Dear Chef Bourdain;
Three days to make tripes les halle? Really? Sweet Bacchus’ Man-Boobs, this was a labor of love. Disgusting love, like those fat-fetish porn movies that hide in the way back of the naughty section. Shameful love, like wiping out a pint of Ben & Jerry’s by yourself while watching Syfy Original movies.
On day two, all I had to do was cook some chopped onions and garlic, then add the tripes, and the pork-bucket with some of the reserved cooking liquid. Then when the mixture was warmed up, add in the rest of the liquid. Only, over night the pot of tripes had congealed into a solid mass. I actually held it upside down and shook, and like a giant gut-cork, it didn’t even budge. I finally had to get MLF to poke it with a wooden spoon handle while I held it up. Even then it was highly resistant to emerging, like a giant disgusting breach baby.
When I finally got it into the pot, it was one solid lump of congealed guts. I turned the heat up to melt the liquids, but even that didn’t really do the trick. After about half an hour with all the cooking liquid mixed in, it got up to a boil and I was able to stir it up and break up most of the chunks. Delightful.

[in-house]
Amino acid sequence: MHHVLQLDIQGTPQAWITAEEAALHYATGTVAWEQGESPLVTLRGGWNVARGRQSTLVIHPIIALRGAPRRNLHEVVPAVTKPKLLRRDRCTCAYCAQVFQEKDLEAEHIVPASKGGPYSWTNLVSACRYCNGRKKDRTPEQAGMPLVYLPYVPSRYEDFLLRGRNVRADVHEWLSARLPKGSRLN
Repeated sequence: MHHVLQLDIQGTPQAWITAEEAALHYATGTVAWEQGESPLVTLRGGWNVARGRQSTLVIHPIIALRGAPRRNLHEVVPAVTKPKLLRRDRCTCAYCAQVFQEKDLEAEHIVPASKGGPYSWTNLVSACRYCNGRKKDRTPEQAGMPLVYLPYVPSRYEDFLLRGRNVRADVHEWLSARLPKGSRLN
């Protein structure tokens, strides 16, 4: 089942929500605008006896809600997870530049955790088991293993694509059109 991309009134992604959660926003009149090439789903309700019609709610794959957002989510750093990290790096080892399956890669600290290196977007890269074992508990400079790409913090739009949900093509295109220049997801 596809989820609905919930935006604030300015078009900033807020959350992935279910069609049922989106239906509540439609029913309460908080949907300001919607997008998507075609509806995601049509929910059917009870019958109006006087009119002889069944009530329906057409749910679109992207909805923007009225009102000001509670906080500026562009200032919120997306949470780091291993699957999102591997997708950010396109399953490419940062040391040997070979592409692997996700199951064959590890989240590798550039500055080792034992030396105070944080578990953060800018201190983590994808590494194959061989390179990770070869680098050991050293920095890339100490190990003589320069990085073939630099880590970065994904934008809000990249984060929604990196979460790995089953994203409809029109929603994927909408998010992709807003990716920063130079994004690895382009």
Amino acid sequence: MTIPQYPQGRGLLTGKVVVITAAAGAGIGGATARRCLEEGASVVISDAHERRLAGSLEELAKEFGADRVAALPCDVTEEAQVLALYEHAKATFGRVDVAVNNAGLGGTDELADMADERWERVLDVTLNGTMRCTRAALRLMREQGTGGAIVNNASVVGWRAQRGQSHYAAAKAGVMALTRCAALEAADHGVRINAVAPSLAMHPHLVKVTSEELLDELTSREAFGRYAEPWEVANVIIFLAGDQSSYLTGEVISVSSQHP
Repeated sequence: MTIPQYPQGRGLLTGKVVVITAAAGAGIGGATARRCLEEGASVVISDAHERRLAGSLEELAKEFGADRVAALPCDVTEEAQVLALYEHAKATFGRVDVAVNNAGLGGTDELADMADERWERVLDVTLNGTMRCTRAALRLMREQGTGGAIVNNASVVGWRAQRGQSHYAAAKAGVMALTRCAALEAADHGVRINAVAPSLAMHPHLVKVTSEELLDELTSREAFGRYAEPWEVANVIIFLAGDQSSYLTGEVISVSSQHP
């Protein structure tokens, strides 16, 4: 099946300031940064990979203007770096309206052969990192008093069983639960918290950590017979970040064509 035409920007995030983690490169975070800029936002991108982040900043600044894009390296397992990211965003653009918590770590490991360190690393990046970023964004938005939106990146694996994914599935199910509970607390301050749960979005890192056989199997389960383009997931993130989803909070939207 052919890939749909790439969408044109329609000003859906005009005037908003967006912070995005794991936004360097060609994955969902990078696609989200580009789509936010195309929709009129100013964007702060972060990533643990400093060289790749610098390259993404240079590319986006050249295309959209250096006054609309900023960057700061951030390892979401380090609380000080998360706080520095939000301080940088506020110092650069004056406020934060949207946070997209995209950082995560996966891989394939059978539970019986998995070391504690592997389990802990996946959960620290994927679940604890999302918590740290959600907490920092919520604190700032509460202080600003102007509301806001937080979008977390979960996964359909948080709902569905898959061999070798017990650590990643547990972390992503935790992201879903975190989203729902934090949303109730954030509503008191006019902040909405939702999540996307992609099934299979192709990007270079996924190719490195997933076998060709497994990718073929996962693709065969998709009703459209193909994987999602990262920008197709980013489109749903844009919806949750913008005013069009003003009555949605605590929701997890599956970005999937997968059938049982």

The sauteeing onions and garlic smelled delightful, like you might imagine. That lovely aroma didn’t last long though – in no time the smell of simmering offal had once again permeated the house. It wasn’t as bad as the night before, but it was still double-plus ungood. Even Assistant Chef Bourdain, normally ever-vigilant to help out by snapping up anything that hits the floor, turned his back on the hot-gut-pot.
It was a great relief when the combination had simmered long enough to take it off the heat, let it cool, and then put it in the fridge to marry the flavors overnight. A relief, and yet a dreadful step closer to the moment when I’d actually have to eat it.
The things I do for cuisine.